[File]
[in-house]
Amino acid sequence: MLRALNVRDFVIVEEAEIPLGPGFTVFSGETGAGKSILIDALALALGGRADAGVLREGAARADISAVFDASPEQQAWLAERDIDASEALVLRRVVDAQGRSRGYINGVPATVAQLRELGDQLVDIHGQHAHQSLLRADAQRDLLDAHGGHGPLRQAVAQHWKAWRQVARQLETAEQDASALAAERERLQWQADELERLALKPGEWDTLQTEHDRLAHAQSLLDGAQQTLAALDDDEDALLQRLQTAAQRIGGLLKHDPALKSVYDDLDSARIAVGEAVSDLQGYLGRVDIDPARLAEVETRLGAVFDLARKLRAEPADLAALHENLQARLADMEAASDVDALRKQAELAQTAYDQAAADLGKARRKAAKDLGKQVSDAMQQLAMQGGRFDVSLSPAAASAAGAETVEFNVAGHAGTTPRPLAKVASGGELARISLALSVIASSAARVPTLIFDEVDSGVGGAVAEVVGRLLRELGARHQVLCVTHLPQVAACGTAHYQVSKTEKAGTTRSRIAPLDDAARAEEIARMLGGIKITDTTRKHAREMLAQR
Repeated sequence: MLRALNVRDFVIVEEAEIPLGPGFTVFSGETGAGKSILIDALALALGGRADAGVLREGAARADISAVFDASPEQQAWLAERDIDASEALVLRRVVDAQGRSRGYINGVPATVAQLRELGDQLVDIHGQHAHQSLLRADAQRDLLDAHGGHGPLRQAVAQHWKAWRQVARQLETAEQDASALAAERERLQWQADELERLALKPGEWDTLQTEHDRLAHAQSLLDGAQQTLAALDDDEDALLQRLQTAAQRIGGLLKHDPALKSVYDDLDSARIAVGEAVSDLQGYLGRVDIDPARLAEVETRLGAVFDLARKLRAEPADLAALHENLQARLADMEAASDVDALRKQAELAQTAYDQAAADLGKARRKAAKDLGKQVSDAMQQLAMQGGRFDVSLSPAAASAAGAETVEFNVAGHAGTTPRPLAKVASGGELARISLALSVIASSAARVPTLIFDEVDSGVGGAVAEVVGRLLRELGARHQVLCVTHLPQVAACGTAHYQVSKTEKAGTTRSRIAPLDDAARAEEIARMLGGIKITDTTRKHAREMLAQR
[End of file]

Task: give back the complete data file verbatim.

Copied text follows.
[in-house]
Amino acid sequence: MLRALNVRDFVIVEEAEIPLGPGFTVFSGETGAGKSILIDALALALGGRADAGVLREGAARADISAVFDASPEQQAWLAERDIDASEALVLRRVVDAQGRSRGYINGVPATVAQLRELGDQLVDIHGQHAHQSLLRADAQRDLLDAHGGHGPLRQAVAQHWKAWRQVARQLETAEQDASALAAERERLQWQADELERLALKPGEWDTLQTEHDRLAHAQSLLDGAQQTLAALDDDEDALLQRLQTAAQRIGGLLKHDPALKSVYDDLDSARIAVGEAVSDLQGYLGRVDIDPARLAEVETRLGAVFDLARKLRAEPADLAALHENLQARLADMEAASDVDALRKQAELAQTAYDQAAADLGKARRKAAKDLGKQVSDAMQQLAMQGGRFDVSLSPAAASAAGAETVEFNVAGHAGTTPRPLAKVASGGELARISLALSVIASSAARVPTLIFDEVDSGVGGAVAEVVGRLLRELGARHQVLCVTHLPQVAACGTAHYQVSKTEKAGTTRSRIAPLDDAARAEEIARMLGGIKITDTTRKHAREMLAQR
Repeated sequence: MLRALNVRDFVIVEEAEIPLGPGFTVFSGETGAGKSILIDALALALGGRADAGVLREGAARADISAVFDASPEQQAWLAERDIDASEALVLRRVVDAQGRSRGYINGVPATVAQLRELGDQLVDIHGQHAHQSLLRADAQRDLLDAHGGHGPLRQAVAQHWKAWRQVARQLETAEQDASALAAERERLQWQADELERLALKPGEWDTLQTEHDRLAHAQSLLDGAQQTLAALDDDEDALLQRLQTAAQRIGGLLKHDPALKSVYDDLDSARIAVGEAVSDLQGYLGRVDIDPARLAEVETRLGAVFDLARKLRAEPADLAALHENLQARLADMEAASDVDALRKQAELAQTAYDQAAADLGKARRKAAKDLGKQVSDAMQQLAMQGGRFDVSLSPAAASAAGAETVEFNVAGHAGTTPRPLAKVASGGELARISLALSVIASSAARVPTLIFDEVDSGVGGAVAEVVGRLLRELGARHQVLCVTHLPQVAACGTAHYQVSKTEKAGTTRSRIAPLDDAARAEEIARMLGGIKITDTTRKHAREMLAQR